In 2017, Day’s first season as assistant offensive coordinator and quarterbacks coach, the offense ran through J.T. Barrett, a four-year starter who was the primary starter during the 2014 National Championship run before being injured in the final regular season game. Barrett, statistically, was electric in 2017, finishing the season with 47 total touchdowns, second in the FBS behind then-Oklahoma quarterback Baker Mayfield.

The 2018 season was Day’s first ushering in a new quarterback, in the form of the late Dwayne Haskins, as well as his first experience coaching at the FBS level. Then-head coach Urban Meyer was suspended for the first three games of the 2018 season after allegations came to light of Meyer seemingly knowing that former wide receivers coach Zach Smith had domestic violence allegations.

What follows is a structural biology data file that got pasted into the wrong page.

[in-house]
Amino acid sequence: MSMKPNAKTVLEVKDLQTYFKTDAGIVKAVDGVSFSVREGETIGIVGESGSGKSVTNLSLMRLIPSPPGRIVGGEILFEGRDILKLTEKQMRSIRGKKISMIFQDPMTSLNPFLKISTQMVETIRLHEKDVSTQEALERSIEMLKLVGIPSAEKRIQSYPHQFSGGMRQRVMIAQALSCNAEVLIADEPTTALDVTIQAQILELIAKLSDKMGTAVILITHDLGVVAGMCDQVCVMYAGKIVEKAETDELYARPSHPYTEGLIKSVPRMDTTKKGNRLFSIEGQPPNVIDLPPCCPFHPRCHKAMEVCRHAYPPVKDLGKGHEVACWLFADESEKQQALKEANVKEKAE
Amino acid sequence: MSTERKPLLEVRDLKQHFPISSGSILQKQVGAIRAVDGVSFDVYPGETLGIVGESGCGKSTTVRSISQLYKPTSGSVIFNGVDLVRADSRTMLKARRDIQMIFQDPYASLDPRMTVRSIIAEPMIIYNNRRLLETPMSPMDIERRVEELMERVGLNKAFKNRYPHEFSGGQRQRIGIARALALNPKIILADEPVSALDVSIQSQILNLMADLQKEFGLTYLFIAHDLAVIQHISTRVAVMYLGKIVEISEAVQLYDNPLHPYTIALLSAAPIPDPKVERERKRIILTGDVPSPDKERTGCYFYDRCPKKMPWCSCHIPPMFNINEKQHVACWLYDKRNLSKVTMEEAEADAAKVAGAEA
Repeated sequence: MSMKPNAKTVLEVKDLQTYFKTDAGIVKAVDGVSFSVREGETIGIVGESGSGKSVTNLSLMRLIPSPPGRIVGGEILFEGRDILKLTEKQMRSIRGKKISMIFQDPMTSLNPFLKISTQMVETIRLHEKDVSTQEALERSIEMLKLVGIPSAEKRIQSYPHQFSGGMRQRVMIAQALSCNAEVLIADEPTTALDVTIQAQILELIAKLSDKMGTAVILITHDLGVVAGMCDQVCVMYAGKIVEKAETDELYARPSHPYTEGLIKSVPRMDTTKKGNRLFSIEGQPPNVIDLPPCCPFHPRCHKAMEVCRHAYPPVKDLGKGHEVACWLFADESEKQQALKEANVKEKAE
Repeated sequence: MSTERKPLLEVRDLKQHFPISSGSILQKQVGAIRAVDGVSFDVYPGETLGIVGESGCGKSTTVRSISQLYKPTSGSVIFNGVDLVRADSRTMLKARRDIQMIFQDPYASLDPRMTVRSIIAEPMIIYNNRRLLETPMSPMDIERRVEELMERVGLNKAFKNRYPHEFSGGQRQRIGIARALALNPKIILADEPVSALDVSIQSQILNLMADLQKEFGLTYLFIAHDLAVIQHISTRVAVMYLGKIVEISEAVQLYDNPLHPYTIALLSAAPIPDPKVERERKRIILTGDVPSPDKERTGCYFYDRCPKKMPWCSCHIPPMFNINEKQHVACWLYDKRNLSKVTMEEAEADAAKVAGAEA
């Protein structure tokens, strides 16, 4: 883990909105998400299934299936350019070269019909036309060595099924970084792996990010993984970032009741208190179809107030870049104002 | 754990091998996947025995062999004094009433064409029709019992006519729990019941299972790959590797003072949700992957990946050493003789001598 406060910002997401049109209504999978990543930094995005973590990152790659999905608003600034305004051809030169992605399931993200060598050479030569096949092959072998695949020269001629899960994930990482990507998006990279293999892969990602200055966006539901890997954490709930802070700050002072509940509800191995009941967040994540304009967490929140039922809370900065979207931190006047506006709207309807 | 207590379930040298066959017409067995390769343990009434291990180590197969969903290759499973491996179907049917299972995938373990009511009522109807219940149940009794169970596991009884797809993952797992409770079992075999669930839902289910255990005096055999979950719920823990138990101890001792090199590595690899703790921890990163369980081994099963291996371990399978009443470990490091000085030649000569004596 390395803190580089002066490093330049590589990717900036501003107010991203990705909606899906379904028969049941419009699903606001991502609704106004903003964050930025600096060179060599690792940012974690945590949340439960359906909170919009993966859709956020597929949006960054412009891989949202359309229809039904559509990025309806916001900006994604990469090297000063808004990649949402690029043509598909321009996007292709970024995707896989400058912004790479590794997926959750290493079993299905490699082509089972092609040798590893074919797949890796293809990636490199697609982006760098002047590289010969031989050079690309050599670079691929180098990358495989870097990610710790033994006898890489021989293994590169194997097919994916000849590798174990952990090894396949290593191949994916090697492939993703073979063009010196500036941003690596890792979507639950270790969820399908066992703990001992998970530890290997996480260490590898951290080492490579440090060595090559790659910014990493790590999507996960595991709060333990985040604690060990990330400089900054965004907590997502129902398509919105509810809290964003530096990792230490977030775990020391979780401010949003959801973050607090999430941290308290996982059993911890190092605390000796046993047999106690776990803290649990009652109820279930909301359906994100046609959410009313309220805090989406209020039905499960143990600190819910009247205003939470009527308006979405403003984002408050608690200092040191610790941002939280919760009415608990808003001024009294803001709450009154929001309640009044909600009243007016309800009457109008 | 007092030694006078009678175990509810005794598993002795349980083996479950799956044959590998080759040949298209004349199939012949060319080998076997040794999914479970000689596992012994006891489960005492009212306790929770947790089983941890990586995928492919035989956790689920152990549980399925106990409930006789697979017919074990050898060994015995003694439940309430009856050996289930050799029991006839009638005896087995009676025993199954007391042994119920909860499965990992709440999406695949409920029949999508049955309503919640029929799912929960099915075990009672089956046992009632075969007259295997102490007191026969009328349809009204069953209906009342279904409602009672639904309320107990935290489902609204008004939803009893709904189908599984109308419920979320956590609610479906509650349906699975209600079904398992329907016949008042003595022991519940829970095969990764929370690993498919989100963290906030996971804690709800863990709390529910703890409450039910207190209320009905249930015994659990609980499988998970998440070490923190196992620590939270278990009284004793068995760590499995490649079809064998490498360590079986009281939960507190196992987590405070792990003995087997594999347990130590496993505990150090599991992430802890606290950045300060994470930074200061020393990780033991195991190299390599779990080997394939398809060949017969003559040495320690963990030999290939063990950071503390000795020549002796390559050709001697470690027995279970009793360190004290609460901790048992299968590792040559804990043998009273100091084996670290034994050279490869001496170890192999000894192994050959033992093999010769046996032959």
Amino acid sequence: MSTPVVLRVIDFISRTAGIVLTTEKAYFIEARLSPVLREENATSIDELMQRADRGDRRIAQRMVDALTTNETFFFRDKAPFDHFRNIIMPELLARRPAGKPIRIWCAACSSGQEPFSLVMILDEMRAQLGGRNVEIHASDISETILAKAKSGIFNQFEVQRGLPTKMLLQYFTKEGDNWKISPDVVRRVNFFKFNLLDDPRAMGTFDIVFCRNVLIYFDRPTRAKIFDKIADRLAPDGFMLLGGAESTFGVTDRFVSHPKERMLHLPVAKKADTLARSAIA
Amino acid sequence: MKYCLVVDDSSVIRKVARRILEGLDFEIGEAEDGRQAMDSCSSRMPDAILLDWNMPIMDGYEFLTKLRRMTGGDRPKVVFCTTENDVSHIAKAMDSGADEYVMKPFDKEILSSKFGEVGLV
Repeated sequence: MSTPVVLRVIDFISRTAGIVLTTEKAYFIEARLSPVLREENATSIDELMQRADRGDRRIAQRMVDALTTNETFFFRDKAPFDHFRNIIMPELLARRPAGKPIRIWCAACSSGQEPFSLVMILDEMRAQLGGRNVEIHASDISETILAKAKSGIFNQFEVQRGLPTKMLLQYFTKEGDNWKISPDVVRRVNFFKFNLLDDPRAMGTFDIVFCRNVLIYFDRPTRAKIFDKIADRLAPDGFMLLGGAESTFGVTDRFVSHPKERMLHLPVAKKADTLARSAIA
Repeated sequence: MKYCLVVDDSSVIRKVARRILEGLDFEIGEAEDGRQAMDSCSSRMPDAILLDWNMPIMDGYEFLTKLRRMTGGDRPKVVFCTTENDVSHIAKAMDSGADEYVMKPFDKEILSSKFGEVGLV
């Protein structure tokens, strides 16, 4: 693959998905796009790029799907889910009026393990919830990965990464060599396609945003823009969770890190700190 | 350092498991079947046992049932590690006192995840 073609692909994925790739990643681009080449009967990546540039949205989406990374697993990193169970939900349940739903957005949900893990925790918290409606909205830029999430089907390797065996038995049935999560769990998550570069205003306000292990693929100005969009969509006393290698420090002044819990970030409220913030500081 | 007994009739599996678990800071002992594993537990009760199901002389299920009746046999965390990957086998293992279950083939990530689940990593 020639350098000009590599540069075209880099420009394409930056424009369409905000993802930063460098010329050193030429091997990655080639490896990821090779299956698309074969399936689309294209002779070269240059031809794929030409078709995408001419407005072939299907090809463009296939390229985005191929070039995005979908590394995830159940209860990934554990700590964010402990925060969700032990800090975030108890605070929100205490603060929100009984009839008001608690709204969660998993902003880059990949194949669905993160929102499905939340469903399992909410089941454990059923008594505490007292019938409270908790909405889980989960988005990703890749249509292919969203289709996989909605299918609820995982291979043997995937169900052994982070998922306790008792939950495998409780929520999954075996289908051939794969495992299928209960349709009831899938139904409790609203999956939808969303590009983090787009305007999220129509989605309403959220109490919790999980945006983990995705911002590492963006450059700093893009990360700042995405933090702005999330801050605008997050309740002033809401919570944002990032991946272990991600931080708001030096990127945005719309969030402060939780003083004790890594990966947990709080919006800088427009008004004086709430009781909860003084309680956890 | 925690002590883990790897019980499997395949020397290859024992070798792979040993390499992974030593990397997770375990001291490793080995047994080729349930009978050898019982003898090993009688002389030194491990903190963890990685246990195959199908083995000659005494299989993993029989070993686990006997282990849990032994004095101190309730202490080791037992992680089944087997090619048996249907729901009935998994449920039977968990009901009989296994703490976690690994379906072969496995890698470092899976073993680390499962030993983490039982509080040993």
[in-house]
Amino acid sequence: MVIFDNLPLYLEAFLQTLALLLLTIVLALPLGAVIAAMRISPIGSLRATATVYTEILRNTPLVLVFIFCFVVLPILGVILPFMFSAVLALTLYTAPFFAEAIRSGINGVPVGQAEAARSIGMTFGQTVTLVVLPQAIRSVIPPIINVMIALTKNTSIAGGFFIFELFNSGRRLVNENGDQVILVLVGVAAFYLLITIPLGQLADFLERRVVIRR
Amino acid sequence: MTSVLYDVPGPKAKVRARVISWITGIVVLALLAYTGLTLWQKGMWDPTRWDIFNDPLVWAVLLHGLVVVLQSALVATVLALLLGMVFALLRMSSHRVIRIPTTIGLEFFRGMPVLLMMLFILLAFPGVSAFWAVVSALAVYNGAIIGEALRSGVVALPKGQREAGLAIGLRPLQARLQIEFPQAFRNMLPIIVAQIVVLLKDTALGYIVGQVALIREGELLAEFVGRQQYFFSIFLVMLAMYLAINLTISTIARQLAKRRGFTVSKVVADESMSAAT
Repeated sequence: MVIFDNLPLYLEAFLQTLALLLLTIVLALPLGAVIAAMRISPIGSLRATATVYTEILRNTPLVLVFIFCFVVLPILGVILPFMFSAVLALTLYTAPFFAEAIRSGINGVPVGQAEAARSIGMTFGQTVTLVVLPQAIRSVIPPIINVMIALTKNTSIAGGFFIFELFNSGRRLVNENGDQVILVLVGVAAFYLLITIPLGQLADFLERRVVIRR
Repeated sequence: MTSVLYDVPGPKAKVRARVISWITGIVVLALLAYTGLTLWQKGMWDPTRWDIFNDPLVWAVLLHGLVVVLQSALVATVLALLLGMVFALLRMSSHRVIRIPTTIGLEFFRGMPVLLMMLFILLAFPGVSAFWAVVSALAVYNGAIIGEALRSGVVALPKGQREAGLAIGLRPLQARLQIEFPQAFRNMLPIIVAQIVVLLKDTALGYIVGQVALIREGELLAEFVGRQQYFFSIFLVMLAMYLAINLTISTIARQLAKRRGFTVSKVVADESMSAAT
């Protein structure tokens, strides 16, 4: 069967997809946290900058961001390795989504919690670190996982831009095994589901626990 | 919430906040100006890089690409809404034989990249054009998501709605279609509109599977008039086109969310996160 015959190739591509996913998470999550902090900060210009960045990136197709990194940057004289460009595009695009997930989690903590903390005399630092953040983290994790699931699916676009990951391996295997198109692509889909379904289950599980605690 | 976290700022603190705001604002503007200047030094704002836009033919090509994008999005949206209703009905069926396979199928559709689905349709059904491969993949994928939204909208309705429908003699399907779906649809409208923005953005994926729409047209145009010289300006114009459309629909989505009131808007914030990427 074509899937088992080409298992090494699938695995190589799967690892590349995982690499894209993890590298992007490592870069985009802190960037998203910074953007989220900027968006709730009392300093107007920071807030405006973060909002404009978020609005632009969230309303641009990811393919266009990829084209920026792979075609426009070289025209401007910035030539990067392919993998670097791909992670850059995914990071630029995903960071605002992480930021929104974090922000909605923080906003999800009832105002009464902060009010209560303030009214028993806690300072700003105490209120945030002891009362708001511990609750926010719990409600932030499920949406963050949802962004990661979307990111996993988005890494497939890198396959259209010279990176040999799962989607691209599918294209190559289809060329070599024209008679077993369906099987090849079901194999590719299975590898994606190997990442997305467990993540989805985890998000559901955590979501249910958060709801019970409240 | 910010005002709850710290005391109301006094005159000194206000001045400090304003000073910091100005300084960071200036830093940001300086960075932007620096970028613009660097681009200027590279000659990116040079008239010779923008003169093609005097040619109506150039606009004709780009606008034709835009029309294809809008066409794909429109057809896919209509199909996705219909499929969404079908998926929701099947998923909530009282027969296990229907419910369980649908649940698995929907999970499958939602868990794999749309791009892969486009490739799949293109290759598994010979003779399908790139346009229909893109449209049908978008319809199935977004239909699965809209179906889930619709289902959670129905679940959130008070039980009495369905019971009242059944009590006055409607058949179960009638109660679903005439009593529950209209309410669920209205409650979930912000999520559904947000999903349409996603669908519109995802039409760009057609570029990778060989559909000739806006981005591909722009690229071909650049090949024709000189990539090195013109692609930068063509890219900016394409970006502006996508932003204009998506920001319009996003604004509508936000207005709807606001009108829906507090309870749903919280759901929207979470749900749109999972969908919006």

Day went 3-0, including a win over then-No. 15 TCU in Arlington, Texas, before Meyer came back. Haskins set Ohio State football records ablaze under Day, leading the FBS in passing yards and passing touchdowns, setting program records by a wide margin, and becoming a first-round NFL Draft pick.

In 2019, Justin Fields transferred from Georgia and picked up where Haskins left off, putting up gaudy statistics and becoming a Heisman Trophy finalist, leading the Buckeyes to a Big Ten title in Day’s first full season as a head coach.

Finally, in 2021, C.J. Stroud took over the helm from Fields, and put up startling statistics himself en route to becoming the No. 2 overall pick in the 2023 NFL Draft.